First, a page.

WCWS looks to ‘StrikeOut Cancer’
$1 for every ticket sold Monday to benefit Oklahoma ACS
|“StrikeOut Cancer Night” Events|
• Free Fan Giveaway of WCWS pink visor (while supplies last).
• The ceremonial first pitch for Game 1 of the championship series will be thrown by Abby Burns, an NCAA softball student-athlete at Texas Woman’s University who is battling leukemia. Laura Berg, a Los Angeles police officer and softball’s only four-time Olympian, will catch the pitch. Berg was a member of the 1998 national championship team at Fresno State and a four-time All-American.
• The bottom of the third inning will feature a Cancer Survivors’ Celebration Walk in the outfield, led by softball Olympians and Divisions I, II and III NFCA Hall of Fame coaches.
• The bottom of the fourth inning will feature an on-field presentation by the NCAA and Dot Richardson to the Oklahoma Region of the American Cancer Society.
• The bottom of the fifth inning will feature Howie Jackson, cancer survivor and local Hero of Hope for Western Oklahoma, leading the crowd in singing Take Me Out to the Ballgame.
• A postgame autograph session with the two finalists will also be held.
The NCAA is collaborating Monday night with the National Fastpitch Coaches Association for “StrikeOut Cancer Night,” which will be held in conjunction with Game 1 of the championship series of the 2011 NCAA Women’s College World Series (8 p.m. ET, ESPN2).
The NCAA will donate $1 for every ticket sold Monday, with the proceeds directed to the Oklahoma region of the American Cancer Society. This is the third year the NCAA has sponsored this event, but it is the first time it has worked with the NFCA at the Women’s College World Series.
“We thought about how we could work together and make this stand out as something special,” NFCA assistant executive director Jen Goodwin said. “We’ve worked hand in hand with the NCAA along with the American Cancer Society.”
During the regular season, the NFCA gave teams throughout the country a chance to designate games to support this initiative. So far, 175 schools have reported back to the NFCA and more than $112,000 has been raised.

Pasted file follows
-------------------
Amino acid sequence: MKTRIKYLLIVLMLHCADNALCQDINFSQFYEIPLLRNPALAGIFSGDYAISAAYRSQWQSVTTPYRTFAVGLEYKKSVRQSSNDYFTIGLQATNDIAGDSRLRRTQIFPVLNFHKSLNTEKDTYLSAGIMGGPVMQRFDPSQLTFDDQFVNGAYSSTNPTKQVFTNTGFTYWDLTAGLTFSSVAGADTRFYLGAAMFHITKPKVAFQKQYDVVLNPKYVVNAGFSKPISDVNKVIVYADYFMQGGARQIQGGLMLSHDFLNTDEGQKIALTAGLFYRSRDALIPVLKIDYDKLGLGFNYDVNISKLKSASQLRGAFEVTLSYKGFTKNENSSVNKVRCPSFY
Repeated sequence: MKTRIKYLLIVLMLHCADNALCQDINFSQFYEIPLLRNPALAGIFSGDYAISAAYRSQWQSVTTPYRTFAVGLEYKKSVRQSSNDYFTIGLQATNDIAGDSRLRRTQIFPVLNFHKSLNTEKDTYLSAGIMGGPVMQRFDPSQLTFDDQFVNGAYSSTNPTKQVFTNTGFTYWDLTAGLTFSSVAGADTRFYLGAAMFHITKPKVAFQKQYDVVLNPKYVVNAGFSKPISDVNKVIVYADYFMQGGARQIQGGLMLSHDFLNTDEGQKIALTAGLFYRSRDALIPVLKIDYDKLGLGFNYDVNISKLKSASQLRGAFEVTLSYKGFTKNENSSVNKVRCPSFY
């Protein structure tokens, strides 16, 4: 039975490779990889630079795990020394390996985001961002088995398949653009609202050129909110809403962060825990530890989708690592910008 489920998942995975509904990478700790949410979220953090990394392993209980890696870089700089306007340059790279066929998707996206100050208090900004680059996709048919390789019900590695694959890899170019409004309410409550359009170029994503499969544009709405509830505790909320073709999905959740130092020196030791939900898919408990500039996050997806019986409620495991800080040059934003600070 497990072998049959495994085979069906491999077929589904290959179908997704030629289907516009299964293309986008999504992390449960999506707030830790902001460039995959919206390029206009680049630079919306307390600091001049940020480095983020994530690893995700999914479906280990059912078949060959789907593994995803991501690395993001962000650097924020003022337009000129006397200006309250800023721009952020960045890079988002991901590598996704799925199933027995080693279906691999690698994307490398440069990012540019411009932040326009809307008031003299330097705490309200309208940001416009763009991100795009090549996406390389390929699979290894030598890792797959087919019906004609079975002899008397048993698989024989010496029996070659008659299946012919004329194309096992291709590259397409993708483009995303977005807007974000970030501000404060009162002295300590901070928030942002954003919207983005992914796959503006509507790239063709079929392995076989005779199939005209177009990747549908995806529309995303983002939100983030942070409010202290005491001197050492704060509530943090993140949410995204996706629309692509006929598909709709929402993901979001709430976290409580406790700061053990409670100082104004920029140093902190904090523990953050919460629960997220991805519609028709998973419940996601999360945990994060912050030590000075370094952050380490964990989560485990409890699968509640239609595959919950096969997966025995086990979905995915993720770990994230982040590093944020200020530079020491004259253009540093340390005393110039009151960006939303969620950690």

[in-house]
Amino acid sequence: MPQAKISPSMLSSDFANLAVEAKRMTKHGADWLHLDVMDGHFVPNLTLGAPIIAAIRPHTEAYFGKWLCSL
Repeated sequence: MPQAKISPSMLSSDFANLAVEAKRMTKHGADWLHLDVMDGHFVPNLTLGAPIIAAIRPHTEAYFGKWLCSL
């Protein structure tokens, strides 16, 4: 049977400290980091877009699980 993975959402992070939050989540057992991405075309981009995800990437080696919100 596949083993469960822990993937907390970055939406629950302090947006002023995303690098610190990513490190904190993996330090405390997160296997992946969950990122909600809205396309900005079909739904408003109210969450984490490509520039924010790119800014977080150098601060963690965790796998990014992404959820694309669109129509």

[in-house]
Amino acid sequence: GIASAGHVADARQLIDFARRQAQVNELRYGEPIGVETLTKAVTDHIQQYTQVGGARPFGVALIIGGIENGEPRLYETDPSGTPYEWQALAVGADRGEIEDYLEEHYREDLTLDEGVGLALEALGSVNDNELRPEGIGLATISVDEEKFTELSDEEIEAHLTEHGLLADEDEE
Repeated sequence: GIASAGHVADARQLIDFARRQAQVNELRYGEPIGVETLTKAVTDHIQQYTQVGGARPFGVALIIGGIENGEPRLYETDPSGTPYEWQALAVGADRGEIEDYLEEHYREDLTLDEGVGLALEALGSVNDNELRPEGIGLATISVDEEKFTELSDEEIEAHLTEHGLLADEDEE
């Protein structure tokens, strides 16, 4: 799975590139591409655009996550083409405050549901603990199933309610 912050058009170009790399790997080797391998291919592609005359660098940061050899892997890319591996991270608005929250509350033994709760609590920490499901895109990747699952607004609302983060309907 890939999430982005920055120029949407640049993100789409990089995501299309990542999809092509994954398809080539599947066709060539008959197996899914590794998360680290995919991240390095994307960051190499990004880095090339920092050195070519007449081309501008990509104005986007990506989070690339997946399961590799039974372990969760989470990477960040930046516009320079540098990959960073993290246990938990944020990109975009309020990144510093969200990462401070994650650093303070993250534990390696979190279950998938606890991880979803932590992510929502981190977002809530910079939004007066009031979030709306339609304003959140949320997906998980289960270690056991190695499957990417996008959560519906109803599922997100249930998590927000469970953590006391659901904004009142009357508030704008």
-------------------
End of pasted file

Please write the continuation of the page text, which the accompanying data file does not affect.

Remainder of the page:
An especially personal “StrikeOut Cancer,” event took place April 17 when Notre Dame played host to Louisville. Fighting Irish coach Deanna Gumpf was able to watch her 5-year-old daughter Tatum, who was diagnosed with leukemia last July, throw out the first pitch and circle the bases.
“It was very emotional for all of us, because that was the first game she was able to attend since she was diagnosed,” said Gumpf, whose team advanced to the regional round of the Division I Women’s Softball Championship. “It was very cool, and Tatum loved every minute of it.”
The game raised about $12,000 to fight the deadly disease. The money from Notre Dame’s game went to the Memorial Hematology, Oncology, and Pediatric Clinic in South Bend, Ind., where Tatum received much of her treatment.
“We have a program called, ‘Fighting Irish Fight for Life,’ ” Gumpf said. “You adopt one of the kids at the clinic. I didn’t want Tatum to be our team’s kid from the clinic. I just thought it would be overwhelming. So, we got little boy named Sam.”
Tatum, who is in maintenance for her condition, and Sam were joined by other children patients for the Notre Dame event.
“We gated off an area for the nurses, doctors and kids from the clinic,” Gumpf said. “They walked the bases and got a bunch of prizes After Tatum threw out the first pitch, Sam was on the loud speaker saying ‘Here come the Irish,’ as our team ran out to their positions.”
Gumpf said her daughter loves softball and is continuing her fight back to health.
“Her counts stay low because of the chemotherapy drugs, so she hasn’t had a normal life lately,” Gumpf said. “We’re keeping her in a bubble here, but in the big picture she’s doing unbelievably well.”